The reasons for this are complex. Periodizing blocks will inevitably overlap, or even seemingly contradict one another. Furthermore, certain periodizing concepts only apply under specific conditions. Some have a cultural usage (but 'the Romantic period' seems to exclude Ingres). Others refer to historical events ('the Inter-War years: 1918–1939'), yet others are defined by decimal numbering systems ('the 1960s', 'the 17th Century'). Other periods are named from influential or talismanic individuals ('the Victorian Era', 'the Edwardian Era', 'the Napoleonic Era'). Romanticism was an artistic and intellectual movement that originated in late 18th century Western Europe. ... Jean Auguste Dominique Ingres (August 29, 1780 - January 14, 1867) was a French painter. ... The 1960s decade refers to the years from 1960 to 1969, inclusive. ... (16th century - 17th century - 18th century - more centuries) As a means of recording the passage of time, the 17th century was that century which lasted from 1601-1700. ... Queen Victoria (shown here on the morning of her Ascension to the Throne, 20 June 1837) gave her name to the historic era The Victorian Era of Great Britain marked the height of the British industrial revolution and the apex of the British Empire. ... The Edwardian period or Edwardian era in the United Kingdom is the period 1901 to 1910, the reign of King Edward VII. It is sometimes extended to include the period to the start of World War I in 1914 or even the end of the war in 1918. ... For other uses, see Napoleon (disambiguation). ...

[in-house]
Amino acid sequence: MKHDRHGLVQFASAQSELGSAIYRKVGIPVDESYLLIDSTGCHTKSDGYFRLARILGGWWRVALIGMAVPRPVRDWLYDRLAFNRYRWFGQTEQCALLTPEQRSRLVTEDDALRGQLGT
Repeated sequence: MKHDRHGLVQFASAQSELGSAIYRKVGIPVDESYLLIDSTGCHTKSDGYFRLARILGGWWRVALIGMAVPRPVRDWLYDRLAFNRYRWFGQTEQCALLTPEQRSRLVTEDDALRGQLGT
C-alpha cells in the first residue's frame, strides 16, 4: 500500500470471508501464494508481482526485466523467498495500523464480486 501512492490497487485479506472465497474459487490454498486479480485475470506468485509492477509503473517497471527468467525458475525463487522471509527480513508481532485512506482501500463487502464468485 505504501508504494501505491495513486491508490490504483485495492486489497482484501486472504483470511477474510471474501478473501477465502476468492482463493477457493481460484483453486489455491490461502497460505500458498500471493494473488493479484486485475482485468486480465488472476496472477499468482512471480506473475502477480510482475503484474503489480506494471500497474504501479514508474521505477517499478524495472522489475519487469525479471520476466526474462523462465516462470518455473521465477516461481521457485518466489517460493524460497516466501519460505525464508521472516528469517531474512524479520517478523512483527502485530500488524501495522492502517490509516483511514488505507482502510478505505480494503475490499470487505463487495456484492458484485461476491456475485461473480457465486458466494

Usage